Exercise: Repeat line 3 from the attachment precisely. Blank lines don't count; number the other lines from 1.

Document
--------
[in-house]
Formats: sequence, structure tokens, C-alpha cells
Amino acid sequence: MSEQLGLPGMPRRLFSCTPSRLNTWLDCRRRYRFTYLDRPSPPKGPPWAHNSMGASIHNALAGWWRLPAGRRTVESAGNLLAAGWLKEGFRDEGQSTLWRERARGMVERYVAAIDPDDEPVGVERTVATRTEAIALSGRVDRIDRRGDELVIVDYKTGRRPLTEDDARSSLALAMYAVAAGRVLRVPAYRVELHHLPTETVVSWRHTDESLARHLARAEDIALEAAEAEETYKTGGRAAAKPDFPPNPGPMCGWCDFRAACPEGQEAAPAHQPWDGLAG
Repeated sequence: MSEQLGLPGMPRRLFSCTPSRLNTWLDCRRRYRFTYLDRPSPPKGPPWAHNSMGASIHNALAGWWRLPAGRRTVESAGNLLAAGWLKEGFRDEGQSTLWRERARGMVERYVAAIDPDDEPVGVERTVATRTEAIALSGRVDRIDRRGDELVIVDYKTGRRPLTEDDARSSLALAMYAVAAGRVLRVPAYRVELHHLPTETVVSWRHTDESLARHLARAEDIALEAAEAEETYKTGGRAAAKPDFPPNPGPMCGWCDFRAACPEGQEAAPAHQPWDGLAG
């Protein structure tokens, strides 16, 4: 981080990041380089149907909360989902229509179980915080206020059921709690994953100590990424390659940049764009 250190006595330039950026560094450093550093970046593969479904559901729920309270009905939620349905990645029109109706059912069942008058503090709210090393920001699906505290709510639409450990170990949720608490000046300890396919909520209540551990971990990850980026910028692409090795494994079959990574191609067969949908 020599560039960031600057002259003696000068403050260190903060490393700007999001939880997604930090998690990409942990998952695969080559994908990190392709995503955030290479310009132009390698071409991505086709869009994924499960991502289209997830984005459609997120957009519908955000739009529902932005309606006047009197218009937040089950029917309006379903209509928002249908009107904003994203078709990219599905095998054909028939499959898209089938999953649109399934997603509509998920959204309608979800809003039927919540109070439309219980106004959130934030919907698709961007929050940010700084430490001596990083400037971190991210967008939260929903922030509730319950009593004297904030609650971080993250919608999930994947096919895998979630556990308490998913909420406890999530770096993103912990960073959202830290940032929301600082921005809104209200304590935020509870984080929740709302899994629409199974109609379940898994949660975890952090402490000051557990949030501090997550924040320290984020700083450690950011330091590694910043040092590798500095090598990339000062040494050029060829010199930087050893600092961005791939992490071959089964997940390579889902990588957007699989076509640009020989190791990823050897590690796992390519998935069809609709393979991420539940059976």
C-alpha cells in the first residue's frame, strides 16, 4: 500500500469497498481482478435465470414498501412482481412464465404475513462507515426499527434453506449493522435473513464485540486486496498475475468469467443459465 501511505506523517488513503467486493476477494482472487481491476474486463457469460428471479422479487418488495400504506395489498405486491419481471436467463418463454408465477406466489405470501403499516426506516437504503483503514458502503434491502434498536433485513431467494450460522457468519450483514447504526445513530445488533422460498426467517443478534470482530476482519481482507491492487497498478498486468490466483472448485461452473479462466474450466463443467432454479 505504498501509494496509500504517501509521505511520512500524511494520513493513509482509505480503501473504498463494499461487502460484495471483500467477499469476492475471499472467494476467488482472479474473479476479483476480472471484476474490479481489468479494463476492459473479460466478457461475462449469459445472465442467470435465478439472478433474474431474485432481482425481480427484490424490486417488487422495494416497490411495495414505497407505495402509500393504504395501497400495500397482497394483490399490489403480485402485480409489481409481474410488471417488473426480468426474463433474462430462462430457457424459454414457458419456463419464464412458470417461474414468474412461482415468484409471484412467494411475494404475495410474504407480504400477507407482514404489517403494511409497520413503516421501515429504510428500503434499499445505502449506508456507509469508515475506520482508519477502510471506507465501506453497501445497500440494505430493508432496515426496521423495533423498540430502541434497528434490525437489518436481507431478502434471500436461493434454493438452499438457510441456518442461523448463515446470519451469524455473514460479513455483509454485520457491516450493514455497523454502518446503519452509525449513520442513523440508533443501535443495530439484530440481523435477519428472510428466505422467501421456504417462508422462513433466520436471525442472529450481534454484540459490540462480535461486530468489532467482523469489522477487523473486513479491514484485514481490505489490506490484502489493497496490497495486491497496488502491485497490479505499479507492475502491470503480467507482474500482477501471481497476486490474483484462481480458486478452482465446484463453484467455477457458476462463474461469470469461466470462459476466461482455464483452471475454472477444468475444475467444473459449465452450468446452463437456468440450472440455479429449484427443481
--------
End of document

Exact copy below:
Amino acid sequence: MSEQLGLPGMPRRLFSCTPSRLNTWLDCRRRYRFTYLDRPSPPKGPPWAHNSMGASIHNALAGWWRLPAGRRTVESAGNLLAAGWLKEGFRDEGQSTLWRERARGMVERYVAAIDPDDEPVGVERTVATRTEAIALSGRVDRIDRRGDELVIVDYKTGRRPLTEDDARSSLALAMYAVAAGRVLRVPAYRVELHHLPTETVVSWRHTDESLARHLARAEDIALEAAEAEETYKTGGRAAAKPDFPPNPGPMCGWCDFRAACPEGQEAAPAHQPWDGLAG